Egypt's President, Abdullah Fattah El-Sisi, and Saudi Arabia's de facto leader, Crown Prince Mohammed bin Nayef, are at loggerheads over how to deal with an entrenched Syrian regime and an ascendant Iran, with the Saudis ratcheting up anti-Shia rhetoric as the Egyptians adopt a more pragmatic and conciliatory tone.
As far as Daesh is concerned, though, the two countries are still joined firmly at the hip.
And in a stark reminder of the threat posed by Islamist militants to President Sisi and Prince Mohammed, this week, dozens of foot soldiers from the Daesh-affiliated group Sinai Province were referred to stand trial in a Cairo court on charges of planning to assassinate both of them.
The alleged assassination plots were likely only the opening salvos, for with Daesh fast losing ground in its former Iraqi and Syrian strongholds, thousands of fighters will soon trek back to their places of birth, intent on opening up new fronts in their murderous insurgency.
In Egypt and Saudi Arabia especially, they will be hoping that dramatic economic downturns result in the widespread sense of hopelessness and despair needed for Islamic radicalism to find fertile ground.
Egypt and Saudi are ending years of food subsidies
In that context, a recent report from the International Monetary Fund highlighting how Middle East economies have dramatically nose-dived since the Arab Spring makes for extremely sobering reading.
The bloody wars and dead-end revolutions that have convulsed the region have, according to the IMF, cost it hundreds of billions of dollars.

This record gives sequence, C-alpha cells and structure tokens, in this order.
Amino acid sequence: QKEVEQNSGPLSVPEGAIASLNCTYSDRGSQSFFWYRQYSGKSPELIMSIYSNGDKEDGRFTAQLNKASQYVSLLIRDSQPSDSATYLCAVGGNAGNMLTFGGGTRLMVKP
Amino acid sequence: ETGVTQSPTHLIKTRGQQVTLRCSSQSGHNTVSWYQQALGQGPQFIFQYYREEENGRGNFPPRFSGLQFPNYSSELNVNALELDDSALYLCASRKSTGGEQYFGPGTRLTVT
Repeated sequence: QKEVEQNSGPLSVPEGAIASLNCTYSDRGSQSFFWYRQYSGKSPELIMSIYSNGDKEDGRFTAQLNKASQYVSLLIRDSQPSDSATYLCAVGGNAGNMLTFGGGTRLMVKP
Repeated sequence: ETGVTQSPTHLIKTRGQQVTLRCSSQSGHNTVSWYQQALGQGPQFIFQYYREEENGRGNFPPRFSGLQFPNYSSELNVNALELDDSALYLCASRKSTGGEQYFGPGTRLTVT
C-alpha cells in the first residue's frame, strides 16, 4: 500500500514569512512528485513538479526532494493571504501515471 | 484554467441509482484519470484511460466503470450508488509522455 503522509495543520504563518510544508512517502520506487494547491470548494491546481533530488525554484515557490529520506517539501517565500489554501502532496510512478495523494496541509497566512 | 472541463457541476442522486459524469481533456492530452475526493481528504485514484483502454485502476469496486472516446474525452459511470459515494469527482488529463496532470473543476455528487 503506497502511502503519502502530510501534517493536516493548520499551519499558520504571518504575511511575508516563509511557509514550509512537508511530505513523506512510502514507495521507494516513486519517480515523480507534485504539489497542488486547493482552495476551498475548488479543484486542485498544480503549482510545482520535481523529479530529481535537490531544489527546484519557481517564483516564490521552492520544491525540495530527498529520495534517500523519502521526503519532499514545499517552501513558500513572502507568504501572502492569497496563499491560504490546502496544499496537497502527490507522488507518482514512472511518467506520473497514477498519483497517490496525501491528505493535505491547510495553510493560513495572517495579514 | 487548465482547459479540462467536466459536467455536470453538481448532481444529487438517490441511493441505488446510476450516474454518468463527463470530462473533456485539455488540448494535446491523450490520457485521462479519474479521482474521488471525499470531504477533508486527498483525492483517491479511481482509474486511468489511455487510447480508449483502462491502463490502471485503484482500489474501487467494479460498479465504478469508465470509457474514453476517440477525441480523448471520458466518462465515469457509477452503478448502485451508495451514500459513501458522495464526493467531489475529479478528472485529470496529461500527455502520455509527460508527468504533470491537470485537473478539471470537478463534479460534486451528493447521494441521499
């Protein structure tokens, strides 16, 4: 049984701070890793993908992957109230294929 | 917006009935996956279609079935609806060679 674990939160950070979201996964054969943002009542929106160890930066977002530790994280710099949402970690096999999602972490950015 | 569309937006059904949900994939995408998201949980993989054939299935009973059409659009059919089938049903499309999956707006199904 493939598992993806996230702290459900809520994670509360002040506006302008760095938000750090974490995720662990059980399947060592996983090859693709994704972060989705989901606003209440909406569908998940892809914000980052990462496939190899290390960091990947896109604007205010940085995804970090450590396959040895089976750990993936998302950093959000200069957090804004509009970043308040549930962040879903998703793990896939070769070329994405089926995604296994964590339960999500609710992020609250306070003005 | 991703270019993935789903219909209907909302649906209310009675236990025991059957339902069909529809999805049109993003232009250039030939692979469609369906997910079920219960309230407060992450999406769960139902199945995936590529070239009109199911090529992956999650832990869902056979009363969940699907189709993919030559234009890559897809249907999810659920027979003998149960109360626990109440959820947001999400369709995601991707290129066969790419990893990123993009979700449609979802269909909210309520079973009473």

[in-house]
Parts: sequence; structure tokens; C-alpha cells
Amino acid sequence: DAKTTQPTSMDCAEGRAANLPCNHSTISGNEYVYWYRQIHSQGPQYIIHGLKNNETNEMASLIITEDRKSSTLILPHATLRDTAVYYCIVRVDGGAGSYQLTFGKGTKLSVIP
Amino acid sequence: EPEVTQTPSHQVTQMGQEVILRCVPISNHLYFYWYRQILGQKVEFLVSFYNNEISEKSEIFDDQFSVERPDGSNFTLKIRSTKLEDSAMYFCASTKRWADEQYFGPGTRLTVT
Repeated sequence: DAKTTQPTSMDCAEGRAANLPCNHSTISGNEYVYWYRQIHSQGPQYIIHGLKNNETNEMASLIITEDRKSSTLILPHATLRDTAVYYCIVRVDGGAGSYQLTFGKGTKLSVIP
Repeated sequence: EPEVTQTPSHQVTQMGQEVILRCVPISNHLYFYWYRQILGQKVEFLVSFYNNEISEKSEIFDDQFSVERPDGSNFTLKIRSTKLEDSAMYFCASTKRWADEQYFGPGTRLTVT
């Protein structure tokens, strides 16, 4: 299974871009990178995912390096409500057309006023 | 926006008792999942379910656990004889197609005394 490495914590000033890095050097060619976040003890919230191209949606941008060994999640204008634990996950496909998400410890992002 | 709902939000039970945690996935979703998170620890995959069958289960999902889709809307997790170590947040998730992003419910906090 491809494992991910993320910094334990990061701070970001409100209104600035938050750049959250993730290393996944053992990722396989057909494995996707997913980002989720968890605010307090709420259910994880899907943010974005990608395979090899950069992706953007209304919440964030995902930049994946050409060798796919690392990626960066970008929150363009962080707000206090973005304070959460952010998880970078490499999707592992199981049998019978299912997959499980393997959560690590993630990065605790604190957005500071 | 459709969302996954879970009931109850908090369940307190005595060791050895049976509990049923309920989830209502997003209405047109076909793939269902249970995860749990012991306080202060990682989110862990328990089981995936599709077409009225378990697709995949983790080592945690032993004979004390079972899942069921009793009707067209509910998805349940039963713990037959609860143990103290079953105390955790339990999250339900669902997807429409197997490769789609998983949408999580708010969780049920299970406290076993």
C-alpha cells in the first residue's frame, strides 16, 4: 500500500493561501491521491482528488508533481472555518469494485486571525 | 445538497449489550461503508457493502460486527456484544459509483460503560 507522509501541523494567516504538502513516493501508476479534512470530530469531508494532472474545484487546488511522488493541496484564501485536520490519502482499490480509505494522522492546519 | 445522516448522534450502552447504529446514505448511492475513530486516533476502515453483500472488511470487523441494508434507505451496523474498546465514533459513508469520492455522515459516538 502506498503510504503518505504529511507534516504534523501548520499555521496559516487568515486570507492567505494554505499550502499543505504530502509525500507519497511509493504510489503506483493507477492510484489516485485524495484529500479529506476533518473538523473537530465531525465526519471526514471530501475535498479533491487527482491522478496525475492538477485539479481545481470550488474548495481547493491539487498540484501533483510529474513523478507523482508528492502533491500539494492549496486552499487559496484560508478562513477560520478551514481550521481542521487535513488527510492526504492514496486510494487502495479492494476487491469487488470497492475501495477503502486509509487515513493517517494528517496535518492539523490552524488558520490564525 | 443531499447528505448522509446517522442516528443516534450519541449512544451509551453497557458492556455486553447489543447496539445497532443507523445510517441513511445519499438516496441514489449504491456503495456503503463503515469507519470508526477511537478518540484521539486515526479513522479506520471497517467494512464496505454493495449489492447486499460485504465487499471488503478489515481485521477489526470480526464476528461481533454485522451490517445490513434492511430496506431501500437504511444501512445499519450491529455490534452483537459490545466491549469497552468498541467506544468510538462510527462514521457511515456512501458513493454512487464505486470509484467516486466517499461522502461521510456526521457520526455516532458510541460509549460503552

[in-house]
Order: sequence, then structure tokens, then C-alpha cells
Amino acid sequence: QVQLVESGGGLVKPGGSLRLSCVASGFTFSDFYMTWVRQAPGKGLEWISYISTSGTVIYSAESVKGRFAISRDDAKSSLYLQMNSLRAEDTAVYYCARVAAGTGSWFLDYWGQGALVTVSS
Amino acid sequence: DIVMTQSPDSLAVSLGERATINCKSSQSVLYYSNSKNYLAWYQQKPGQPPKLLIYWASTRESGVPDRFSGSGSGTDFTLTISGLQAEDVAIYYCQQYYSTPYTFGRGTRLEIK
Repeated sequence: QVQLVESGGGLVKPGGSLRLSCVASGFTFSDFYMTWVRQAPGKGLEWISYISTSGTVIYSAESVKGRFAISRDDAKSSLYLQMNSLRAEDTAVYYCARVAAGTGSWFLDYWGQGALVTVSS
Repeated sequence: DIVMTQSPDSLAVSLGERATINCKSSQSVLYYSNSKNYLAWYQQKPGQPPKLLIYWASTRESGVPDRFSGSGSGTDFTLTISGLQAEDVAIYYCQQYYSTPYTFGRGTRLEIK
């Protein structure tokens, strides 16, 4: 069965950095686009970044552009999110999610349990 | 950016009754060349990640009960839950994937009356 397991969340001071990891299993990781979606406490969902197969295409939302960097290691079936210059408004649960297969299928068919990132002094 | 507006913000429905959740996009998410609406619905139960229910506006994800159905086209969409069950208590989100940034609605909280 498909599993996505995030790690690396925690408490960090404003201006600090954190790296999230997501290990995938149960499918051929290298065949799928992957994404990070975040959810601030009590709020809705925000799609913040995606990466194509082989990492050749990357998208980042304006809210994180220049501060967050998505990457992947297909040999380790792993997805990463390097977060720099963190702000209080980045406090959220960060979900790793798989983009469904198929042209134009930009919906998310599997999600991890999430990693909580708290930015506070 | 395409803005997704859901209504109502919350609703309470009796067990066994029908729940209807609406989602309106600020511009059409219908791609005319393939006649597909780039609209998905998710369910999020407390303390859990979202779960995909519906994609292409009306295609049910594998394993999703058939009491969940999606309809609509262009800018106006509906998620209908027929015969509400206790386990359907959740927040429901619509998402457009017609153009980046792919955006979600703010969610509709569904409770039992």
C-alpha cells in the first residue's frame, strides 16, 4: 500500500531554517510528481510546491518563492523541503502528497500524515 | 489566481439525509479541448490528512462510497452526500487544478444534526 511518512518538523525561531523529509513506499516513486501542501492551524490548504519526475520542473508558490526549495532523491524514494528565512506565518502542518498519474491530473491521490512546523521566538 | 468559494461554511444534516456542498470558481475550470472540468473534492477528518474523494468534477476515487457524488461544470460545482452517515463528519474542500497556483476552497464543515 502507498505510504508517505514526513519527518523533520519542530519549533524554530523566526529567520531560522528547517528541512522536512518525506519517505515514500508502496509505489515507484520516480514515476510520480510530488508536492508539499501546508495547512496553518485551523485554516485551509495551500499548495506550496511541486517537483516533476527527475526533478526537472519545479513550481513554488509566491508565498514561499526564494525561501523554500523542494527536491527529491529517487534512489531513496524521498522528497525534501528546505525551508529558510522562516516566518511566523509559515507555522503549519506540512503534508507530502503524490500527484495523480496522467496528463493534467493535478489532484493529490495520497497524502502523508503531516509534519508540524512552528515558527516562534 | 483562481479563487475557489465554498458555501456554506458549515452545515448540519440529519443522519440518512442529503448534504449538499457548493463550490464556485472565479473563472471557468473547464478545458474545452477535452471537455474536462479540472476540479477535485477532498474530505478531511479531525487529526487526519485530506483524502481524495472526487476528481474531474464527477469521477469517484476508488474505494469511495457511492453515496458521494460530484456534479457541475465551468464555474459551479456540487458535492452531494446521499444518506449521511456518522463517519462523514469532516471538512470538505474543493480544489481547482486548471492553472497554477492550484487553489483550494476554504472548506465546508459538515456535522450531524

Even relatively stable Egypt and Saudi Arabia are now in the midst of implementing unprecedented austerity measures, which will most adversely affect their large, impoverished underclasses.
This is a necessary, but politically high-risk, strategy, aimed at doing away with decades of buying the loyalty of their people with bloated state bureaucracies and massive food and fuel subsidies.
The problem, of course, is that loyalty bought is not loyalty earned, and only a fool would discount the nightmare scenario that popular uprisings will erupt before the new economic models - based on long-term economic investment and broad taxation - becomes a reality.
Watching all this with glee is Iran, which, by contrast, has managed to stifle all expressions of discontent at home as its post-sanctions economy goes through the roof.
This month, the Islamic Republic's oil exports for the first time reached pre-sanctions levels; and the country is expected to attract tens of billions of dollars in direct foreign investment over the next few years.
With senior Middle East advisers to US president-elect Donald Trump strongly hinting that his pre-election pledges to scrap the Iran nuclear deal will be replaced by calls for closer monitoring, Iran's glee, as always, signals Israel's despair.
As it navigates yet more uncharted territory, the Jewish state, now enjoying unprecedented links with Egypt and Saudi Arabia, must at least be hoping that the people of both countries adhere to the Hobbesian maxim that even tyranny is preferable to a permanent state of chaos and conflict.